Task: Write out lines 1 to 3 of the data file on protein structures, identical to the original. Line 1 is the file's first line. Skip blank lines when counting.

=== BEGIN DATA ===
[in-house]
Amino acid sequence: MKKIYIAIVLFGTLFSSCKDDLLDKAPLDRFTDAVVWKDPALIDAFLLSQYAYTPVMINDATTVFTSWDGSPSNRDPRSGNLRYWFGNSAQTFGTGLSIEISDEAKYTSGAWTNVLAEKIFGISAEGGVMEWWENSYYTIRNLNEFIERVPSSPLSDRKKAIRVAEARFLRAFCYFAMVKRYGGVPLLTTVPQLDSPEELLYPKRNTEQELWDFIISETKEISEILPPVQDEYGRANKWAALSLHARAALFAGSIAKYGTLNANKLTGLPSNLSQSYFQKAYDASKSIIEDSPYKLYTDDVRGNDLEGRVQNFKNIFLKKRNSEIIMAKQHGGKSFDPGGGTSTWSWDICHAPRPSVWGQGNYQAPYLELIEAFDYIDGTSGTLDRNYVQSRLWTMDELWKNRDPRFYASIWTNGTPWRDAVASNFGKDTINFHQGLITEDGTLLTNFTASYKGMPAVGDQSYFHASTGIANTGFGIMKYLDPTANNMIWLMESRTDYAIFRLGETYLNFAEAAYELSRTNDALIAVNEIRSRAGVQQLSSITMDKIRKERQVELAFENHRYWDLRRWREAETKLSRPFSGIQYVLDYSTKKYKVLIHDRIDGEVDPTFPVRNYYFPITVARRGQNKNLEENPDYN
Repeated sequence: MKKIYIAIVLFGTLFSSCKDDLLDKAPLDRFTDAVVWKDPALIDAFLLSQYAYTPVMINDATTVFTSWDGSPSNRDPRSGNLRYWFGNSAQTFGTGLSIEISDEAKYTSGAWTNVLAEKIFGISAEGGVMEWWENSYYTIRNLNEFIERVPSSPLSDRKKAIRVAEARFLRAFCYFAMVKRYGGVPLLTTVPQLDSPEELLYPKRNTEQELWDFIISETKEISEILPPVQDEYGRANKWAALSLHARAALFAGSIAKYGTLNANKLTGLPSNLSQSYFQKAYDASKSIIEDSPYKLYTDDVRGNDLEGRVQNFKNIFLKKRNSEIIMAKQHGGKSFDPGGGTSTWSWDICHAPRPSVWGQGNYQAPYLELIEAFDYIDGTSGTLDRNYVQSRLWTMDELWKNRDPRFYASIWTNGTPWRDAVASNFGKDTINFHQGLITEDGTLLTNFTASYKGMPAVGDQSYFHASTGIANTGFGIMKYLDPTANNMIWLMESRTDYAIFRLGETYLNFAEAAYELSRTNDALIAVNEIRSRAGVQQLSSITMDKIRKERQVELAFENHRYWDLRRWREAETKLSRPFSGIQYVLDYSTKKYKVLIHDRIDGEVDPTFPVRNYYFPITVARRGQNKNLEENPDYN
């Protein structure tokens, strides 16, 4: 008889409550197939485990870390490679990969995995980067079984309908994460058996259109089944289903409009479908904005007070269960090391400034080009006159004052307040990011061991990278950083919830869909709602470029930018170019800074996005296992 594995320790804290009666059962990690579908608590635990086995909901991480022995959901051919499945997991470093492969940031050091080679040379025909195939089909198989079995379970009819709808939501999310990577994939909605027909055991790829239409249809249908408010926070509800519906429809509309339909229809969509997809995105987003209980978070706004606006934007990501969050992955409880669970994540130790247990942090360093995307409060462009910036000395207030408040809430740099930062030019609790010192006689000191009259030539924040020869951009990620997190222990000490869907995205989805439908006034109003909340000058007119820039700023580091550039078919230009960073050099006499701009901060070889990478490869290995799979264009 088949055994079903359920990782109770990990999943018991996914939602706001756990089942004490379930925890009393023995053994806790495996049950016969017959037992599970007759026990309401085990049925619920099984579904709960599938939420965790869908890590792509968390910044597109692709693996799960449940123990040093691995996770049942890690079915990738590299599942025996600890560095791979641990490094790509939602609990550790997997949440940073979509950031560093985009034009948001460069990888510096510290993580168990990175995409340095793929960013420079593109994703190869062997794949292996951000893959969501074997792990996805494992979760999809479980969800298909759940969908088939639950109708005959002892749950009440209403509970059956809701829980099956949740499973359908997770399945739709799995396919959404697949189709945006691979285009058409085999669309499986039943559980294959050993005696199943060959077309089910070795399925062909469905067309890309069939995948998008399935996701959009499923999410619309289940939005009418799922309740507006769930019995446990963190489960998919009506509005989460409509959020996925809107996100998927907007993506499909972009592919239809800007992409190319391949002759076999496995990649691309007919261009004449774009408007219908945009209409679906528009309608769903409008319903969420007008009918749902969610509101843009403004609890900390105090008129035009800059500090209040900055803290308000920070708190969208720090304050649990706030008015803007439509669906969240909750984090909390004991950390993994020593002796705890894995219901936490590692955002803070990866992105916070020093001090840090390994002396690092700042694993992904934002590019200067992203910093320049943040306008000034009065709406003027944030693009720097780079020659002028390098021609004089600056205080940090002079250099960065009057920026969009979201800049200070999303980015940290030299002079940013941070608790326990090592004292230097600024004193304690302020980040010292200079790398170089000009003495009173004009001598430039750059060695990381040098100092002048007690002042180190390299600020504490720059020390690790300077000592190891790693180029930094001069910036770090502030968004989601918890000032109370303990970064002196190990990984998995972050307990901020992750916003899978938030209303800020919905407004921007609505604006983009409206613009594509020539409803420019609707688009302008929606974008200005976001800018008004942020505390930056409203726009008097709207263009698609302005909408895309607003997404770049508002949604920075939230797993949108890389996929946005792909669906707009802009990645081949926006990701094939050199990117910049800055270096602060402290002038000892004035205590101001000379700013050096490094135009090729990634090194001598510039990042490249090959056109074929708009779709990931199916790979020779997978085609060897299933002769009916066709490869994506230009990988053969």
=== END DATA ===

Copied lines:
[in-house]
Amino acid sequence: MKKIYIAIVLFGTLFSSCKDDLLDKAPLDRFTDAVVWKDPALIDAFLLSQYAYTPVMINDATTVFTSWDGSPSNRDPRSGNLRYWFGNSAQTFGTGLSIEISDEAKYTSGAWTNVLAEKIFGISAEGGVMEWWENSYYTIRNLNEFIERVPSSPLSDRKKAIRVAEARFLRAFCYFAMVKRYGGVPLLTTVPQLDSPEELLYPKRNTEQELWDFIISETKEISEILPPVQDEYGRANKWAALSLHARAALFAGSIAKYGTLNANKLTGLPSNLSQSYFQKAYDASKSIIEDSPYKLYTDDVRGNDLEGRVQNFKNIFLKKRNSEIIMAKQHGGKSFDPGGGTSTWSWDICHAPRPSVWGQGNYQAPYLELIEAFDYIDGTSGTLDRNYVQSRLWTMDELWKNRDPRFYASIWTNGTPWRDAVASNFGKDTINFHQGLITEDGTLLTNFTASYKGMPAVGDQSYFHASTGIANTGFGIMKYLDPTANNMIWLMESRTDYAIFRLGETYLNFAEAAYELSRTNDALIAVNEIRSRAGVQQLSSITMDKIRKERQVELAFENHRYWDLRRWREAETKLSRPFSGIQYVLDYSTKKYKVLIHDRIDGEVDPTFPVRNYYFPITVARRGQNKNLEENPDYN
Repeated sequence: MKKIYIAIVLFGTLFSSCKDDLLDKAPLDRFTDAVVWKDPALIDAFLLSQYAYTPVMINDATTVFTSWDGSPSNRDPRSGNLRYWFGNSAQTFGTGLSIEISDEAKYTSGAWTNVLAEKIFGISAEGGVMEWWENSYYTIRNLNEFIERVPSSPLSDRKKAIRVAEARFLRAFCYFAMVKRYGGVPLLTTVPQLDSPEELLYPKRNTEQELWDFIISETKEISEILPPVQDEYGRANKWAALSLHARAALFAGSIAKYGTLNANKLTGLPSNLSQSYFQKAYDASKSIIEDSPYKLYTDDVRGNDLEGRVQNFKNIFLKKRNSEIIMAKQHGGKSFDPGGGTSTWSWDICHAPRPSVWGQGNYQAPYLELIEAFDYIDGTSGTLDRNYVQSRLWTMDELWKNRDPRFYASIWTNGTPWRDAVASNFGKDTINFHQGLITEDGTLLTNFTASYKGMPAVGDQSYFHASTGIANTGFGIMKYLDPTANNMIWLMESRTDYAIFRLGETYLNFAEAAYELSRTNDALIAVNEIRSRAGVQQLSSITMDKIRKERQVELAFENHRYWDLRRWREAETKLSRPFSGIQYVLDYSTKKYKVLIHDRIDGEVDPTFPVRNYYFPITVARRGQNKNLEENPDYN